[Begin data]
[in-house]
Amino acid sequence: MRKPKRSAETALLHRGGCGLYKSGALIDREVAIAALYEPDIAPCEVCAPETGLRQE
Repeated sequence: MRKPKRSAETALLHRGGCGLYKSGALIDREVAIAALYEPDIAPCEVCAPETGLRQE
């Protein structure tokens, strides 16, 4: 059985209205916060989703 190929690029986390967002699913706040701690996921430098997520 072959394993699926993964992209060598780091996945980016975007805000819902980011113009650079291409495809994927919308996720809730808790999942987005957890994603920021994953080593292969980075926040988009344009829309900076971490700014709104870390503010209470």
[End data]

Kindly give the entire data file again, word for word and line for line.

[in-house]
Amino acid sequence: MRKPKRSAETALLHRGGCGLYKSGALIDREVAIAALYEPDIAPCEVCAPETGLRQE
Repeated sequence: MRKPKRSAETALLHRGGCGLYKSGALIDREVAIAALYEPDIAPCEVCAPETGLRQE
């Protein structure tokens, strides 16, 4: 059985209205916060989703 190929690029986390967002699913706040701690996921430098997520 072959394993699926993964992209060598780091996945980016975007805000819902980011113009650079291409495809994927919308996720809730808790999942987005957890994603920021994953080593292969980075926040988009344009829309900076971490700014709104870390503010209470």